The development of Candida meningitis in a patient following partial resection of a glioblastoma raised suspicion that transforming growth factor (TGF-β), an immunosuppressive cytokine known to be produced by this tumor, would be elevated in his cerebrospinal fluid (CSF). By using a highly specific bioassay, the concentration of TGF-β was found to be 609 pg/mL, which was 10-fold greater than the mean CSF TGF-β value in control subjects with no neurologic disease. Increased CSF TGF-β levels were also detected in patients with other central nervous system (CNS) diseases: malignancies and AIDS dementia complex. These findings suggest that TGF-β may play an immunopathogenetic role in the CNS.
Bibliographical noteFunding Information:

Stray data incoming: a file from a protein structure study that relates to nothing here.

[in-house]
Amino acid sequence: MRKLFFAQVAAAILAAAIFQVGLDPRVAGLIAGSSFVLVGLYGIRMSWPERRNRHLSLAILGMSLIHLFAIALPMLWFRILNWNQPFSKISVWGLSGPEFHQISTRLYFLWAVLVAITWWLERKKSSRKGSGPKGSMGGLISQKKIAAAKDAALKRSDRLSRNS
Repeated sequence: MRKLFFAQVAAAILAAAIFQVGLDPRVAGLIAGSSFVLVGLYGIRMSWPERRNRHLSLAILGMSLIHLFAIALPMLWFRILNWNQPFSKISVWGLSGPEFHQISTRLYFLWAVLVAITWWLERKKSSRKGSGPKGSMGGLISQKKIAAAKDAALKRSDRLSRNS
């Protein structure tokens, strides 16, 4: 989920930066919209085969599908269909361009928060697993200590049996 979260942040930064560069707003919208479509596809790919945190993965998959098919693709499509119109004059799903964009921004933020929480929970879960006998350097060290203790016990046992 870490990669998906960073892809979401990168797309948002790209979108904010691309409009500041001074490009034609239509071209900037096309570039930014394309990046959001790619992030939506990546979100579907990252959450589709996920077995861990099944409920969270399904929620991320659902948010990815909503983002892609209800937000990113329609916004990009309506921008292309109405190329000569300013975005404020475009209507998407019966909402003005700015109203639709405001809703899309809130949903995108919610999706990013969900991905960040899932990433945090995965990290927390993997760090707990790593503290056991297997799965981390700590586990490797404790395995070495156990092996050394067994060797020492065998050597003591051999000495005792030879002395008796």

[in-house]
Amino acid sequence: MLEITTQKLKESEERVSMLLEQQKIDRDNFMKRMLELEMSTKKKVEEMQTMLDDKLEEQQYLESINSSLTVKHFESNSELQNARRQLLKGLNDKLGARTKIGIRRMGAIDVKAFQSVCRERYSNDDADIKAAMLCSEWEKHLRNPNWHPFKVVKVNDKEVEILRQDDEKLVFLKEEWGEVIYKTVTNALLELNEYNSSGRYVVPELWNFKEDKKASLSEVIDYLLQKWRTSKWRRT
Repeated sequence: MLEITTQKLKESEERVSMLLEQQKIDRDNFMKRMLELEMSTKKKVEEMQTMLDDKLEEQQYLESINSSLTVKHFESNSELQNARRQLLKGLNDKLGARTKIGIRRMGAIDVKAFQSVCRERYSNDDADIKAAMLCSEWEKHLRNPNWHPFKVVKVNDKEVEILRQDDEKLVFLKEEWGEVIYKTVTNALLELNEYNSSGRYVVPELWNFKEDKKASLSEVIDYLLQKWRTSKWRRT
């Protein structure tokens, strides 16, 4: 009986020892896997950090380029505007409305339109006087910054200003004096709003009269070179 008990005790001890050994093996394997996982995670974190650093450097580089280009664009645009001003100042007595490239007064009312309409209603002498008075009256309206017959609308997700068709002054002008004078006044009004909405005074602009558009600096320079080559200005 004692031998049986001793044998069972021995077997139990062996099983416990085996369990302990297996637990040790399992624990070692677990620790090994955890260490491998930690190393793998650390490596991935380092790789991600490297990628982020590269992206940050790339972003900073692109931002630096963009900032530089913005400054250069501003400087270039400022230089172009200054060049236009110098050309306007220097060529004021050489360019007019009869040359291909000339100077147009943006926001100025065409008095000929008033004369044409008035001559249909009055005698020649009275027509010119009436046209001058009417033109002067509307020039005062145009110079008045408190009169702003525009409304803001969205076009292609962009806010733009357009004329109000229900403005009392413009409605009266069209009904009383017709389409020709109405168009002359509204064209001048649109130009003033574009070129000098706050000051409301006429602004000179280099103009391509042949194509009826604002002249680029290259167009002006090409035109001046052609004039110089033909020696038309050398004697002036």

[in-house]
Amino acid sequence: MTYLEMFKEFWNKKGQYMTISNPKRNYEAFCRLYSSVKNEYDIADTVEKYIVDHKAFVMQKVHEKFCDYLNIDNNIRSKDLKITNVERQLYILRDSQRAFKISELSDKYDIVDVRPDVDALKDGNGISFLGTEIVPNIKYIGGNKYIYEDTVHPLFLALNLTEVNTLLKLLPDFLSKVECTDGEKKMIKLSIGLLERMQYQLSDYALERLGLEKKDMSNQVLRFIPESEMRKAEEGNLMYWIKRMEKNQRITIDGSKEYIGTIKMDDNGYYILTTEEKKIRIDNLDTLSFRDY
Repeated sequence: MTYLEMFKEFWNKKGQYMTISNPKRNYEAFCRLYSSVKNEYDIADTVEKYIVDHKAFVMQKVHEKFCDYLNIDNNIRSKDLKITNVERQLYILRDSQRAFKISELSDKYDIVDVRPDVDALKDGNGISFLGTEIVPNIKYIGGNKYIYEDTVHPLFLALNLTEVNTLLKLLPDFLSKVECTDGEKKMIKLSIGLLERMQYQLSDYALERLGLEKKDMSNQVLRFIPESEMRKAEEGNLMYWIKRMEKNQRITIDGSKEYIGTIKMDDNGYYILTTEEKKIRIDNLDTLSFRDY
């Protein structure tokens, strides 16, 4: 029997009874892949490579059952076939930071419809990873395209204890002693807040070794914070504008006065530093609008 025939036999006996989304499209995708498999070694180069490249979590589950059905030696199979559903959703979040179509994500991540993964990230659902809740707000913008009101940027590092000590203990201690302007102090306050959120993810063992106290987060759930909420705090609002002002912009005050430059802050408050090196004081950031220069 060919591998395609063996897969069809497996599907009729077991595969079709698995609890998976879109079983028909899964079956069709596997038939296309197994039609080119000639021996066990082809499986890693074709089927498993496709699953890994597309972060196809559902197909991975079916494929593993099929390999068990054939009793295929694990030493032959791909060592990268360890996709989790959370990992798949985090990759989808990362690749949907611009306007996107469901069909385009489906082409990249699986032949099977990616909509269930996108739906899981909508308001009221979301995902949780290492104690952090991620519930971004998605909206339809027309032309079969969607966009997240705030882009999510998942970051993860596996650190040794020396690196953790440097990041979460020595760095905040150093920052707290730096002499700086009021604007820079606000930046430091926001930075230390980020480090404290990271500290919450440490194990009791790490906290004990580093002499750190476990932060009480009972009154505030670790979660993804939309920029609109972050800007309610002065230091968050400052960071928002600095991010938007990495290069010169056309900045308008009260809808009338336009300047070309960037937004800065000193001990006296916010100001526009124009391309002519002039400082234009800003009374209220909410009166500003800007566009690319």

From the Department of Medicine, Hennepin County Medical Center (PKP, CCC, KT); the Neuroimmunobiology and Host Defense Research Laboratory, Minneapolis Medical Research Foundation (PKP, CCC, SH); the Department of Neurology, University of Minnesota Health Sciences Center (EGS); and the University of Minnesota Medical School, Minneapolis, Minnesota. This study was supported in part by U.S. Public Health Services Grant DA-04381. Requests for reprints should be addressed to Phillip K. Peterson, M.D., Department of Medicine, Hennepin County Medical Center, 701 Park Avenue, Minneapolis, Minnesota 55415. Manuscript submitted August 15, 1991, and accepted October 15, 1991.
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